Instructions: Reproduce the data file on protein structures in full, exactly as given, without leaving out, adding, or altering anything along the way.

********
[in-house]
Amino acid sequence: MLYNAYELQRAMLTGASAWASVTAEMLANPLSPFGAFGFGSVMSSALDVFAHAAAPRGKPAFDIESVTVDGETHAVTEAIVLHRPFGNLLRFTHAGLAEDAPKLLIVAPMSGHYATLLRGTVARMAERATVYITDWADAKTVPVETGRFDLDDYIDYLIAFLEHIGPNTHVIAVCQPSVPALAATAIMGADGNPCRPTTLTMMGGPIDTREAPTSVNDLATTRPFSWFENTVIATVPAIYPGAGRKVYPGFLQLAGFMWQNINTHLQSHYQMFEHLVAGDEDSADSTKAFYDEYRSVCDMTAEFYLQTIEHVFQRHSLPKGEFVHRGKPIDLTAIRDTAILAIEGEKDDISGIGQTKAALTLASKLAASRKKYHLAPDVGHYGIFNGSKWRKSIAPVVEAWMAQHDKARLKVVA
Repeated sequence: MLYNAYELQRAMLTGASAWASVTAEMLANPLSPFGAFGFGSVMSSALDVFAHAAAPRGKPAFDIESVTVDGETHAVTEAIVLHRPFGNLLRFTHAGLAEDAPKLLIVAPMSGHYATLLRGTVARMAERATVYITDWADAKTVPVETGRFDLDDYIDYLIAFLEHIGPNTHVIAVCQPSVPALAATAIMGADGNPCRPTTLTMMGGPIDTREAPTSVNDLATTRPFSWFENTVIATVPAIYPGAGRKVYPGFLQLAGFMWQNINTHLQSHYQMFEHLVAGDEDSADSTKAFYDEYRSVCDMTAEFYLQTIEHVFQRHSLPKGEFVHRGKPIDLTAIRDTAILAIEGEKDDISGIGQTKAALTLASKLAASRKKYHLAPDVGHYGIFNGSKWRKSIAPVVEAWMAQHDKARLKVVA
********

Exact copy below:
[in-house]
Amino acid sequence: MLYNAYELQRAMLTGASAWASVTAEMLANPLSPFGAFGFGSVMSSALDVFAHAAAPRGKPAFDIESVTVDGETHAVTEAIVLHRPFGNLLRFTHAGLAEDAPKLLIVAPMSGHYATLLRGTVARMAERATVYITDWADAKTVPVETGRFDLDDYIDYLIAFLEHIGPNTHVIAVCQPSVPALAATAIMGADGNPCRPTTLTMMGGPIDTREAPTSVNDLATTRPFSWFENTVIATVPAIYPGAGRKVYPGFLQLAGFMWQNINTHLQSHYQMFEHLVAGDEDSADSTKAFYDEYRSVCDMTAEFYLQTIEHVFQRHSLPKGEFVHRGKPIDLTAIRDTAILAIEGEKDDISGIGQTKAALTLASKLAASRKKYHLAPDVGHYGIFNGSKWRKSIAPVVEAWMAQHDKARLKVVA
Repeated sequence: MLYNAYELQRAMLTGASAWASVTAEMLANPLSPFGAFGFGSVMSSALDVFAHAAAPRGKPAFDIESVTVDGETHAVTEAIVLHRPFGNLLRFTHAGLAEDAPKLLIVAPMSGHYATLLRGTVARMAERATVYITDWADAKTVPVETGRFDLDDYIDYLIAFLEHIGPNTHVIAVCQPSVPALAATAIMGADGNPCRPTTLTMMGGPIDTREAPTSVNDLATTRPFSWFENTVIATVPAIYPGAGRKVYPGFLQLAGFMWQNINTHLQSHYQMFEHLVAGDEDSADSTKAFYDEYRSVCDMTAEFYLQTIEHVFQRHSLPKGEFVHRGKPIDLTAIRDTAILAIEGEKDDISGIGQTKAALTLASKLAASRKKYHLAPDVGHYGIFNGSKWRKSIAPVVEAWMAQHDKARLKVVA